Iceland is one of the world’s most stunningly beautiful countries. It sits at the edge of the Arctic Circle and is home to some of the most active volcanoes on the planet, which mixed with its phenomenal landscapes makes it a popular place for tourists.
I for one love visiting Iceland and exploring its fjords, glaciers, hot springs and lava fields. There is so much stunning landscape in Iceland, most of which seems like it is straight out of National Geographic. The scenery here is absolutely breath-taking, and a motorhome is my favourite way to take it all in. There are depots in the populated Southwest Iceland region as well as one in Akureyri -the capital of the north- making it easy to take in all of the island nation’s stunning scenery.
Here are my top 5 must see things in Iceland.
1. The Blue Lagoon
I usually start here, as it is close to the Keflavík International Airport, which is the main gateway into the country. The Blue Lagoon is a man-made geothermal spa that keeps its water at 40°C throughout the entire year. I love to soak in the silica and sulphur water in the middle of the lava field, while being surrounded by picturesque scenery. It truly is a serene spot and one of the most visited attractions in Iceland.
2. Gullfoss Waterfall
The magnificent 32-metre high, three tiered waterfall is the largest in all of Europe. It flows from the Hvítá River into three steps before it plunges into two separate waterfalls that appear to be disappearing into the earth. Gullfoss Waterfall is a popular attraction on the famous Golden Circle (Gullfoss, Geysir and Thingvellir National Park) but I often visit it on its own, as I find it to be truly magnificent and I love waterfalls.
3. Skaftafell National Park
Skaftafell National Park is now part of the massive Vatnajökull National Park, though this happens to be my favourite part of it. Skaftafell sits on the southwest region of the park and is home to some breath-taking scenery, including one of my favourites; the Svartifoss waterfall (or Black Fall). The 20-metre waterfall is set around black lava columns that are topped with beautiful greenery. It truly is magnificent. I also visit the Skaftafell glaciers, jagged mountains and ice caves, and can spend days here thanks to its great camping grounds and hiking opportunities.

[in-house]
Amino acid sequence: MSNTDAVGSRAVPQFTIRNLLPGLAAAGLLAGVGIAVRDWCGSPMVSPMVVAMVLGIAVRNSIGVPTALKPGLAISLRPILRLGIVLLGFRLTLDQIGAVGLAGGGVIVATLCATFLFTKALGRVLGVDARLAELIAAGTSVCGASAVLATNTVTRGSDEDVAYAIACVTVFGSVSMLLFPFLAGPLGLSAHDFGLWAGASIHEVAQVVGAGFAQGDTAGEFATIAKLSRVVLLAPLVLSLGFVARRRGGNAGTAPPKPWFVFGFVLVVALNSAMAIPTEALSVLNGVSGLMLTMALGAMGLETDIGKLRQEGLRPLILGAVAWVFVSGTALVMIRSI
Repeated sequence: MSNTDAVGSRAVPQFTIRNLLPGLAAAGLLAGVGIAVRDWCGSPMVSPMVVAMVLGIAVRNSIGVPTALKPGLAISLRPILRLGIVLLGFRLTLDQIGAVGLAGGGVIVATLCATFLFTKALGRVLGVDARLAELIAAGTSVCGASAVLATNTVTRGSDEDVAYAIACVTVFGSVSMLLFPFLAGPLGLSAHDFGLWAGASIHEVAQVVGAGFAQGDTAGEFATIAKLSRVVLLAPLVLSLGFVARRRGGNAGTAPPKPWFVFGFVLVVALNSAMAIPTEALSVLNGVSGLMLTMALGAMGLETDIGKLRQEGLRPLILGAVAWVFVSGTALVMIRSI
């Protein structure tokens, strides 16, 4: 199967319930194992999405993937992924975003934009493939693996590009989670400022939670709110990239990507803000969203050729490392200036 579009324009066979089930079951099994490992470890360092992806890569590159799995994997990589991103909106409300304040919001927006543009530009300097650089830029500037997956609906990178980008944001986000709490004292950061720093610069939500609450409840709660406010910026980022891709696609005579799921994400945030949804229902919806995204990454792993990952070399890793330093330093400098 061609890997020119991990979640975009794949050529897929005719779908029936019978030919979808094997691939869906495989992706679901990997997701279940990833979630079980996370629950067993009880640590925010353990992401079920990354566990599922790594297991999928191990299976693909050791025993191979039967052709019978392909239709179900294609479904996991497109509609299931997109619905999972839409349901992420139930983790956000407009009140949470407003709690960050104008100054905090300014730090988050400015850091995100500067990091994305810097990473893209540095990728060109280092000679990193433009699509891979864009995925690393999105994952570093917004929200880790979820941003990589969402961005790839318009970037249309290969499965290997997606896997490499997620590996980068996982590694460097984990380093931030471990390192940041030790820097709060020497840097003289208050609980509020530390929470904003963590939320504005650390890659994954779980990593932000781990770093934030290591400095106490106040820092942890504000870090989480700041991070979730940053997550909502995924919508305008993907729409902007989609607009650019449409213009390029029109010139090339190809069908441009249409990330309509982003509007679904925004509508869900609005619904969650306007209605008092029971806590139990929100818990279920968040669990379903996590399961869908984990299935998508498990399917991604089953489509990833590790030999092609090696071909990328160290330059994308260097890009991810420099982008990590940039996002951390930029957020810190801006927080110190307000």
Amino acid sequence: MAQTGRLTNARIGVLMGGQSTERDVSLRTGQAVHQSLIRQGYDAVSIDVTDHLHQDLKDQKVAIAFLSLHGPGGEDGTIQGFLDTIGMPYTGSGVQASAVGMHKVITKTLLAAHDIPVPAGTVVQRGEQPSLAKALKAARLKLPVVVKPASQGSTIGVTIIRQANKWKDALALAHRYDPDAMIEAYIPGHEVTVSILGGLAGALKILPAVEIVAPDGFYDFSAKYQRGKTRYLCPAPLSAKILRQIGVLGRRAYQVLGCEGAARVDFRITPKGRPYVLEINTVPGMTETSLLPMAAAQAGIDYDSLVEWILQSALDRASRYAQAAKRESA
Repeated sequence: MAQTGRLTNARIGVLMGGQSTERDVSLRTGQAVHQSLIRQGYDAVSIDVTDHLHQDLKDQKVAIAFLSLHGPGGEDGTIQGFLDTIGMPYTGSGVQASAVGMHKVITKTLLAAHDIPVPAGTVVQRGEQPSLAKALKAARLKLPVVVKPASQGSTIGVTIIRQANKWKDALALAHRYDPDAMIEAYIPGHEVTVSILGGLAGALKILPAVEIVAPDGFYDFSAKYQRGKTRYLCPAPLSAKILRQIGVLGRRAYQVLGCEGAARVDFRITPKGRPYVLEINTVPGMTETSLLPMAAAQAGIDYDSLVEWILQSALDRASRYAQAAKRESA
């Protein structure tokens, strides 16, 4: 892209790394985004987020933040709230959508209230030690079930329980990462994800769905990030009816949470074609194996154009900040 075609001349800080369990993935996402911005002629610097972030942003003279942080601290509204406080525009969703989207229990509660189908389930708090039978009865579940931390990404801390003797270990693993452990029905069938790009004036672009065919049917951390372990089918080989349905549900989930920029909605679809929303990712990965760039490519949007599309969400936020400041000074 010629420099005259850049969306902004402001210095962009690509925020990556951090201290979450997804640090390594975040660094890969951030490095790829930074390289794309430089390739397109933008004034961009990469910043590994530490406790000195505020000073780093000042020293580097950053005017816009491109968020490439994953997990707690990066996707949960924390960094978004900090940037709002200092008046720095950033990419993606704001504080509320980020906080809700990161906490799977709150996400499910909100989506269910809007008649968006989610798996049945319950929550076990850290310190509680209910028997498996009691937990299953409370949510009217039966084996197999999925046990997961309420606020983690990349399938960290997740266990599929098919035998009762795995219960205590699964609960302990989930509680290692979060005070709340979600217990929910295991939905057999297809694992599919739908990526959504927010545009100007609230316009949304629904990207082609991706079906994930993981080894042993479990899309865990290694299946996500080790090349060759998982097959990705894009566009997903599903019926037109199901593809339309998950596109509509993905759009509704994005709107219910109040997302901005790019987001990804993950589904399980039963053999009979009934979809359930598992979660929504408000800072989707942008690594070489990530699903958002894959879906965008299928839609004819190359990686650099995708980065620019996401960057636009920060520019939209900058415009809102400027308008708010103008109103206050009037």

Although Landmannalaugar is located in South Iceland it is still quite remote, though easy to access with a four-wheel drive motorhome and well worth the trouble. Landmannalaugar is an area of outstanding beauty, known for its multi-coloured rhyolite mountains, expansive lava fields and the 1,491 metre-high Hekla volcano. There is a great campground right onsite where I always spend a few nights so that I can explore this picturesque area. There are some great hiking trails that can take anywhere from 2 hours to 4 days to walk, with the most popular route being the seven hour hikethrough the Laugahraun lava field, to the volcano Mount Brennisteinsalda, up Mount Bláhnjúkur and to Ljótipollur crater lake.
5. Jökulsárgljúfur National Park
Like Skaftafell National Park, Jökulsárgljúfur National Park is now part of the Vatnajökull National Park, sitting on the very northern part of the park. I access the park via Akureyri, though it can be accessed from any part of the country via Route 1. The Diamond Circle lies in the park; which consists of Lake Mývatn, Dettifoss Waterfall, Ásbyrgi canyon and the town of Húsavík. This is a popular drive and one that I often find myself on.
Lake Mývatn is a stunning crater lake that is home to numerous bird species. It was created around 2,300 years ago thanks to a large basaltic lava eruption. Dettifoss is the next stop on this stunning drive, which is Europe’s most powerful waterfall. It sits along the Jökulsá á FjöllumRiver and plunges for 45-metres into the Vatnajökull glacier.
The horse-shoe shaped Ásbyrgi canyon is the next natural attraction on the Diamond Circle, which is a 3.5 kilometre long canyon with 100-metre high cliff walls. I end this drive in the town of Húsavík and its famous Hallgrímskirkja church before returning my motorhome.
These 5 must see things in Iceland are just the tip of the iceberg. There is so much more to see, much of which depends on the time of the year you plan on visiting. If you visit in the fall or winter be sure to head to Rangár?ingytra or Hvalfjardarsveitto see the famous Northern Lights. If you are interesting in whale watching go in the summer and head to Husavik in Northeast Iceland. Hiking, skiing, fishing, ice climbing and white-water rafting can all be enjoyed in Iceland, it just depends on when you are visiting. I prefer to visit in the summer, as it is easier to get around in a motorhome.